A Loaf of Bread

Old Fashioned Oatmeal Bread

Sometimes it’s when my pantry is almost empty that the urge to bake is strongest. At the moment, I’m almost completely out of sugar (both brown and white), there are only a few cups of all-purpose flour left in a cut-down 5 kilogram bag, my store of eggs is dwindling, and I’ve just enough butter to grease a pan or two.

So of course, my head is full of cakes and cookies, muffins and breads. I took stock and realized I had plenty of molasses and a brick of shortening. I reached back to memories of childhood baking and one of the first breads I learned how to make.

No knead bread is quite sophisticated these days, based on sourdough artisan loaves, but when I was a kid it was a simple, old fashioned recipe. My go to baking book back then was Betty Crocker’s New Good and Easy Cook Book, which I pulled down when I wanted to make Snickerdoodles, Chocolate Crinkles, Brownies, or Blondies.

But I also ventured into the savoury baked goods section and the “Easy Oatmeal Bread” was a great confidence-builder for a young baker. My mother made wonderful breads and I often helped her with the measuring, mixing, and kneading. It was a while before I had the confidence to make those breads on my own. This no knead bread was easy enough for me to make after school and have ready before supper.

My mother’s copy was a reprint of the 1962 edition. I found two copies of the same edition at a library sale long ago, kept one for myself, and gave the other to my sister. So, when I’m feeling nostalgic, or when my pantry stores are reduced to the levels of a more frugal era, I pull mine off the shelf.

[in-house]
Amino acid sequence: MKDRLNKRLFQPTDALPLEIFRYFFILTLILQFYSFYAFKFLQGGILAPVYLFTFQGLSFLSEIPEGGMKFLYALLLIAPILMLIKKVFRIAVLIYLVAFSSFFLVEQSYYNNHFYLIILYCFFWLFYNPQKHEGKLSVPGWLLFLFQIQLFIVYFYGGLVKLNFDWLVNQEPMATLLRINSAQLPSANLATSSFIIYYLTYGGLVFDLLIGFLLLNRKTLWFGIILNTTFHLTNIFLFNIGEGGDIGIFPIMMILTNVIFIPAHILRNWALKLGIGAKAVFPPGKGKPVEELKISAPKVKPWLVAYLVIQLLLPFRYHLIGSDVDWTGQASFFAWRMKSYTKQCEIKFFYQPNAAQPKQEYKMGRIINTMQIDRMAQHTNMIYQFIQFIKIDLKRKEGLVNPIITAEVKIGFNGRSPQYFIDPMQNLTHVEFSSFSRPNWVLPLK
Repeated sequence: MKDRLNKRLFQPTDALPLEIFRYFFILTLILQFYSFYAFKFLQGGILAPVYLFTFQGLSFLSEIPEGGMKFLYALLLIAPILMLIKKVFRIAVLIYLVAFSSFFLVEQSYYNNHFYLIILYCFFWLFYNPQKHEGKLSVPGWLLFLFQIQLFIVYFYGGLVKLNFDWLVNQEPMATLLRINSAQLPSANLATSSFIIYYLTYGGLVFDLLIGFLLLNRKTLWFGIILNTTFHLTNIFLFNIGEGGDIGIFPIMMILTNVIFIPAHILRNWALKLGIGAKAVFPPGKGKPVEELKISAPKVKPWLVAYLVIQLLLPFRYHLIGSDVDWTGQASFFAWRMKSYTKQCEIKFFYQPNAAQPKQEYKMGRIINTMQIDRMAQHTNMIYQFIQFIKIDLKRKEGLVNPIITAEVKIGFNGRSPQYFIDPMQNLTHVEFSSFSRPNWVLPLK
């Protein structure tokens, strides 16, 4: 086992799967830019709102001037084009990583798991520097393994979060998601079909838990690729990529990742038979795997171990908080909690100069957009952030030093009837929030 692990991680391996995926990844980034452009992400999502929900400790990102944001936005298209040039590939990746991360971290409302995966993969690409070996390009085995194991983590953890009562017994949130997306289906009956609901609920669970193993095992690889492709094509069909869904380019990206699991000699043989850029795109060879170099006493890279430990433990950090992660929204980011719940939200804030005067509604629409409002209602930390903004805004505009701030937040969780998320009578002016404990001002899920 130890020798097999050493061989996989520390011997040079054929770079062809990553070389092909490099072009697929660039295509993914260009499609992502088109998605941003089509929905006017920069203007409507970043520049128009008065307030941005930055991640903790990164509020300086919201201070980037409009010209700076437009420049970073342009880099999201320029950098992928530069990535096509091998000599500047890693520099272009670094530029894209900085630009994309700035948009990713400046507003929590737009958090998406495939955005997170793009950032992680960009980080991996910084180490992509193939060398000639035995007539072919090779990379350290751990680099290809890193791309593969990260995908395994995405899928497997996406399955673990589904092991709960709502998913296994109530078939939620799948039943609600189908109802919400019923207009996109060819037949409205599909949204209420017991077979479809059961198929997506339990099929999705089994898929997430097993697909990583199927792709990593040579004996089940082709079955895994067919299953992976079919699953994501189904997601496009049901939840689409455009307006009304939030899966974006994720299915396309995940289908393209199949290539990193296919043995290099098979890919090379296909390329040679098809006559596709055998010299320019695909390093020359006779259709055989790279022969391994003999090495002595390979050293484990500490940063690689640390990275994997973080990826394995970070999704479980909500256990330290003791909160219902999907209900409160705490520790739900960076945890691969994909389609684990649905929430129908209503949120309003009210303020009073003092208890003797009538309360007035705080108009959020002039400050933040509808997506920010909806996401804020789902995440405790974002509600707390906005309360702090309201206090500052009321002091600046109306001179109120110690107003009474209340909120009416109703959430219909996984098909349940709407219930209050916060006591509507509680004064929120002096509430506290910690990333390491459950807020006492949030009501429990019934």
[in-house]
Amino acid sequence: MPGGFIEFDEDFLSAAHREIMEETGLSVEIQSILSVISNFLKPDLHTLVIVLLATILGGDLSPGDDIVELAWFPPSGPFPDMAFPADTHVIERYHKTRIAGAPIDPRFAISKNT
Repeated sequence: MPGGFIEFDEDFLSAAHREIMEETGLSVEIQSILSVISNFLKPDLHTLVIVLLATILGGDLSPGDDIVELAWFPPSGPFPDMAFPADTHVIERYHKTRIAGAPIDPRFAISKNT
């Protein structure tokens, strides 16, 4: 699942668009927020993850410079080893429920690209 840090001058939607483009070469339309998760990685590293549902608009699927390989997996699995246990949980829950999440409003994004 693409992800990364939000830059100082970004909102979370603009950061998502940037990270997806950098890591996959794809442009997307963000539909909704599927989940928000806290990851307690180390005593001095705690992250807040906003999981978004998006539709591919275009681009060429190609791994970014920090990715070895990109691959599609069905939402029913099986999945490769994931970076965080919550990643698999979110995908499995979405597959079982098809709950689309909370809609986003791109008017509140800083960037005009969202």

Tonight, I revisited that oatmeal bread, making some substitutions and additions that helped bring it a little closer to the 21st Century. When you make it, feel free to use butter in place of the shortening. But if you find yourself short of butter, as I did tonight, you might be surprised at how much you enjoy this bread with an old school dose of shortening.

Oatmeal bread ready for the oven

Old Fashioned No Knead Oatmeal Bread

  • 3/4 cup boiling water
  • 1/2 cup rolled oats
  • 3 tbsp. shortening, softened
  • 1/4 cup fancy molasses
  • 2 tsp. salt
  • 1 pkg. active dry yeast
  • 1/4 cup warm water (100°C)
  • 1 egg
  • 1 1/4 cups all-purpose flour
  • 1/2 cup whole wheat flour
  • a pinch of nutmeg
  • 2 tbsp. sliced almonds
  • 1 tbsp. flax seeds

Grease a 9″X5″X3″ loaf pan with butter. Set aside.

Put all-purpose flour into a medium-sized bowl. Then, sift whole wheat flour into the bowl, adding any bran that’s left in the sifter afterward. Lightly whisk the flours together. Set aside.

Fit the paddle attachment onto a stand mixer. Add the boiling water, rolled oats, shortening, molasses, and salt to the bowl of the mixer. Stir together on low, then allow to cool until it’s lukewarm.

Meanwhile, cool 1/4 cup of boiled water to 100°C, then add yeast, stirring until dissolved.

Add yeast, egg, and half the flour to the bowl of the stand mixer. Beat for two minutes on medium speed.

Add the rest of the flour, along with a pinch of nutmeg, and stir until almost completely incorporated. Add sliced almonds and flax seed, then stir until all ingredients are incorporated.